Mother Wendy Davis said it's not easy to think about kids and crime going together.
"I wonder how far it has to go before people start to really reconsider what their children are reading and hearing seeing," said Davis.
She and others are shocked to hear a 10-year-old in Washington state plead guilty to a murder plot and before that some months ago, an 11 and 7-year-old in Portland allegedly tried to rob a woman at gunpoint.
"It seems so outrageous," Davis said.
Jackson County Deputy DA for the Juvenile Section, Brandon Thueson said when it comes to youngsters under 12, they're rarely prosecuted in court.
"There are other options," began Thueson.
"They have to admit what they did and then they have to do different services, counseling or youth accountability class or anger management."
Of course the decision to prosecute also takes into account the severity of the crime.
However, Thueson said the overall goal is to rehabilitate kids who get in trouble with the law before they hit 18.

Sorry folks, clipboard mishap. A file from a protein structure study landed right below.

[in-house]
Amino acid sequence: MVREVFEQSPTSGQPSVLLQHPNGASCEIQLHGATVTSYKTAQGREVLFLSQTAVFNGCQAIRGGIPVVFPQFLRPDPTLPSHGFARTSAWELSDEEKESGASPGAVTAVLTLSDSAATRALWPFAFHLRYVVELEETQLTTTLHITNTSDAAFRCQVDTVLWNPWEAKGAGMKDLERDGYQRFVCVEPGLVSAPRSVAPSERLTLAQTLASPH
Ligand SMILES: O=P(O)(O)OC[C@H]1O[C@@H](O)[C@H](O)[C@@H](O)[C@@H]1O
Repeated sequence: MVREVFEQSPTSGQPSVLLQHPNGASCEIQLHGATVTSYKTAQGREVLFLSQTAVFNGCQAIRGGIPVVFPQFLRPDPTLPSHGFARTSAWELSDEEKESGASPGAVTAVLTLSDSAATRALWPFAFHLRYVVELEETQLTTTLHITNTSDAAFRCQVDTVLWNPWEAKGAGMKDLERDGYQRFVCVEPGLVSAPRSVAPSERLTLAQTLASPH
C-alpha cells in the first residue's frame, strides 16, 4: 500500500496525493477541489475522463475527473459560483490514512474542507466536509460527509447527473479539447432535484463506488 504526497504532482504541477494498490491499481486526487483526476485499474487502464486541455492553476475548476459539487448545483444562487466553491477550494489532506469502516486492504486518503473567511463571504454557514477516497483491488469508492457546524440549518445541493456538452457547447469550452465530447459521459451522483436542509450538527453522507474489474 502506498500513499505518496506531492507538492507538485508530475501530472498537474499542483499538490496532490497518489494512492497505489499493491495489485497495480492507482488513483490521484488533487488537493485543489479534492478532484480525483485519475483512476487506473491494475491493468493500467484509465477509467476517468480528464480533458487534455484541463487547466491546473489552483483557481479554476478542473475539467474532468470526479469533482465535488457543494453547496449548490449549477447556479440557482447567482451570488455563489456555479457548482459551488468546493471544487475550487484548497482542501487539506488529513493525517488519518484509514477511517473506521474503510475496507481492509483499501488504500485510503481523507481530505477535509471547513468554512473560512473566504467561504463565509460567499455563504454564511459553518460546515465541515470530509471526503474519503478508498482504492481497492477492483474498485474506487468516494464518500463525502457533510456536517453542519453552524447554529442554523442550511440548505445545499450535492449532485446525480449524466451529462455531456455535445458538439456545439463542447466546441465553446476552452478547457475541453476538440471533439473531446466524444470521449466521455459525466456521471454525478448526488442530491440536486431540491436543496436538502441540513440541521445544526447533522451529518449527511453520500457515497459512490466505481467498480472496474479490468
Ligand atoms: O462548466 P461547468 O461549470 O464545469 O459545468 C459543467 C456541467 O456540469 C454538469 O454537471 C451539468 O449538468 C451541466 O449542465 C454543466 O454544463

"So when they're 25 they're not breaking the law," said Thueson.
He said the Supreme Court decided that underage kids can't "appreciate the criminality of their conduct" and can't be sentenced to death or prison without parole.
"One of the last parts of the brain to develop is the frontal lobe which has to do with judgement, risk assessment...a lot of these kids don't have that ability to make good choices," said Thueson.
Meantime, mom Wendy Davis is taking steps to ensure a good relationship with her little one. She's trying to build a solid foundation that will help keep him crime free both in his childhood and the future.
Thueson said over the last 10-years, crime is generally down for kids under the age of 18.
One portion of juvenile crime they are seeing an increase in though, is related to gang activity.
Medford police said they do not respond to many reports of crime involving kids under 12.